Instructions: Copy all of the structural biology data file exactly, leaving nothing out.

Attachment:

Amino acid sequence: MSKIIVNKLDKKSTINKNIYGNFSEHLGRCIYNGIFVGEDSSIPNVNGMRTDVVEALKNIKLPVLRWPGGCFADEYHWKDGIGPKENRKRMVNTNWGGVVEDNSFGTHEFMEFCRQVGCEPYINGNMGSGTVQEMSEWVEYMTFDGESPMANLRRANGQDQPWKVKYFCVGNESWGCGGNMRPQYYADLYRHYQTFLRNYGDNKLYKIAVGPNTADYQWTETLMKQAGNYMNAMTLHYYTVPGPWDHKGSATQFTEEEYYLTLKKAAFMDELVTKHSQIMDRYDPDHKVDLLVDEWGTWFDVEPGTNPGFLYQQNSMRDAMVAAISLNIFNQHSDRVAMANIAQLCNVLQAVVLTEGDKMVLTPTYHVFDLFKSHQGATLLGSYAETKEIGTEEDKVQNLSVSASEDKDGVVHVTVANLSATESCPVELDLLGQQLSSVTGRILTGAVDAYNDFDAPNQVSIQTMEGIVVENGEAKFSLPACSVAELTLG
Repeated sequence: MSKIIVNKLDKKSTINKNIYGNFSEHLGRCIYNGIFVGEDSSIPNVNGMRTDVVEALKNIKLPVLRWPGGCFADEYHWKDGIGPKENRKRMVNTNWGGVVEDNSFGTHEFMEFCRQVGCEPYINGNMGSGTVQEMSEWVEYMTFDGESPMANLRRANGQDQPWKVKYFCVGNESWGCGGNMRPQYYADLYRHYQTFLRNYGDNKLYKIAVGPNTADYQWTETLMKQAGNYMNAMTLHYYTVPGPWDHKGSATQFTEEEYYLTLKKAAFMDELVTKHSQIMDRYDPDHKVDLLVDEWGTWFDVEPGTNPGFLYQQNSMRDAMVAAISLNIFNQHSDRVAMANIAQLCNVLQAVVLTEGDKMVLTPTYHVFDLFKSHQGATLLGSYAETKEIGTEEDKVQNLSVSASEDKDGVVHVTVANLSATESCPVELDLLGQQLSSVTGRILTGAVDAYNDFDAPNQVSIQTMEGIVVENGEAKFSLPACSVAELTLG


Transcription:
Amino acid sequence: MSKIIVNKLDKKSTINKNIYGNFSEHLGRCIYNGIFVGEDSSIPNVNGMRTDVVEALKNIKLPVLRWPGGCFADEYHWKDGIGPKENRKRMVNTNWGGVVEDNSFGTHEFMEFCRQVGCEPYINGNMGSGTVQEMSEWVEYMTFDGESPMANLRRANGQDQPWKVKYFCVGNESWGCGGNMRPQYYADLYRHYQTFLRNYGDNKLYKIAVGPNTADYQWTETLMKQAGNYMNAMTLHYYTVPGPWDHKGSATQFTEEEYYLTLKKAAFMDELVTKHSQIMDRYDPDHKVDLLVDEWGTWFDVEPGTNPGFLYQQNSMRDAMVAAISLNIFNQHSDRVAMANIAQLCNVLQAVVLTEGDKMVLTPTYHVFDLFKSHQGATLLGSYAETKEIGTEEDKVQNLSVSASEDKDGVVHVTVANLSATESCPVELDLLGQQLSSVTGRILTGAVDAYNDFDAPNQVSIQTMEGIVVENGEAKFSLPACSVAELTLG
Repeated sequence: MSKIIVNKLDKKSTINKNIYGNFSEHLGRCIYNGIFVGEDSSIPNVNGMRTDVVEALKNIKLPVLRWPGGCFADEYHWKDGIGPKENRKRMVNTNWGGVVEDNSFGTHEFMEFCRQVGCEPYINGNMGSGTVQEMSEWVEYMTFDGESPMANLRRANGQDQPWKVKYFCVGNESWGCGGNMRPQYYADLYRHYQTFLRNYGDNKLYKIAVGPNTADYQWTETLMKQAGNYMNAMTLHYYTVPGPWDHKGSATQFTEEEYYLTLKKAAFMDELVTKHSQIMDRYDPDHKVDLLVDEWGTWFDVEPGTNPGFLYQQNSMRDAMVAAISLNIFNQHSDRVAMANIAQLCNVLQAVVLTEGDKMVLTPTYHVFDLFKSHQGATLLGSYAETKEIGTEEDKVQNLSVSASEDKDGVVHVTVANLSATESCPVELDLLGQQLSSVTGRILTGAVDAYNDFDAPNQVSIQTMEGIVVENGEAKFSLPACSVAELTLG